After hiatus, Mt. Laurel resident picks up his paintbrush again

Today, art is a huge part of Mt. Laurel resident Marty Goldstein’s life.

But for a while, art was not the first thing on his mind.

“I stopped for 20 years,” Goldstein said. “I just started painting again about three or four years ago.”

Goldstein’s latest foray into the world of acrylic painting has led to his being featured in a gallery for the first time.

The Mt. Laurel Library will feature Goldstein’s work during January and February. A meet the artist reception will be held on Sunday, Jan. 11 from 3 to 4 p.m. at the library.

Goldstein’s journey to the Mt. Laurel Library show started about 30 years ago, when he began painting in his spare time.

“I always had a little bit of art talent,” he said. “I started painting in the 80s. At that time, it was mostly oils, still life, portraits, realistic kind of art.”

Sometime in the 90s, Goldstein decided to stop painting. He said the combination of a busy life at work and home didn’t allow time for art.

However, a few years ago, Goldstein retired and painting became part of his life again.

“I don’t have the pressures of work, and I’ve taken some classes,” Goldstein said.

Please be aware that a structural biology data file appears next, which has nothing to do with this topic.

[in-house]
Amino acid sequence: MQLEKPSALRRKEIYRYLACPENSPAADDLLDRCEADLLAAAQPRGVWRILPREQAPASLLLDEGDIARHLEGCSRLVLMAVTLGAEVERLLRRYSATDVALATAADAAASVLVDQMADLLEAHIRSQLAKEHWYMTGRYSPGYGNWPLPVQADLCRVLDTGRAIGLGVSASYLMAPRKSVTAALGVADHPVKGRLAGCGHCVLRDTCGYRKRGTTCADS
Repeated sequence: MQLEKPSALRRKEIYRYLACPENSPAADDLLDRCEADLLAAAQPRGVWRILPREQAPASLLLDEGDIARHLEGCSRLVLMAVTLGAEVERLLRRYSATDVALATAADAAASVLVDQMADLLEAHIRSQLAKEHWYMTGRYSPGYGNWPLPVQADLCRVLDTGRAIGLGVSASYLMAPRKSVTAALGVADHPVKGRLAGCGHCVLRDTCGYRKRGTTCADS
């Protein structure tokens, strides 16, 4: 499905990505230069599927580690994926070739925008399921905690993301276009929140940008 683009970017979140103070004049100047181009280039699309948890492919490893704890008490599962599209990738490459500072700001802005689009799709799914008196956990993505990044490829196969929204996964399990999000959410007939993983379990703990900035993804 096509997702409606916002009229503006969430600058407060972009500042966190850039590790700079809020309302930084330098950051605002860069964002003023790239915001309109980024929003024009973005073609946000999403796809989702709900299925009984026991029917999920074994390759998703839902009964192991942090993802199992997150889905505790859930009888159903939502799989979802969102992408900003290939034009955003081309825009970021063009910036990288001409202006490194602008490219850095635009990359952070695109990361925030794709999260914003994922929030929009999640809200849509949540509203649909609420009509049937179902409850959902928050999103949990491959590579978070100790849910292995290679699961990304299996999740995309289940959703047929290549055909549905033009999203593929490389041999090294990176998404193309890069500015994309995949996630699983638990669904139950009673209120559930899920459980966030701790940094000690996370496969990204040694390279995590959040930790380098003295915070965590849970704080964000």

When Goldstein began to paint again, he decided to make a switch from oil painting to acrylic. He also decided to focus on abstract art after taking a few classes.

“Most of it is abstract art,” Goldstein said. “One of the courses stimulated my mind to move into more abstract.”

Painting is not the only way Goldstein taps into his creative side. He is also a musician and plays in small shows around the community.

“In my teens, I learned to play the clarinet,” he said. “I gave it up because of work. Now, I’ve taken up the tenor saxophone, which is a similar instrument to the clarinet. Most recently, within the last two months, I’ve learned the electric guitar.”

Goldstein recognizes there is a connection between his love of painting and his love of music. He said a number of musicians are also accomplished artists. He feels his talent in the two fields complement each other.

“My music stimulates my artwork,” he said.

Goldstein is a frequent visitor at the library and thought it would be great to display his artwork there. The library thought it was a great idea as well.

“I asked them about displaying some of my work and they readily accepted,” he said.

Goldstein has participated in a number of art shows in the past, but this will be the first time he is a featured artist.

“This is my first one-man show,” he said. “I have displayed my art in many different venues and shows, which included many different artists.”

Goldstein is hoping his show at the library is only the start of bigger things for his art career.

“One of my hopes is that one day I can be in some gallery,” he said.

All Goldstein’s work displayed at the library is for sale. Those interested in purchasing the paintings or prints can contact Goldstein at (856) 778–1163 or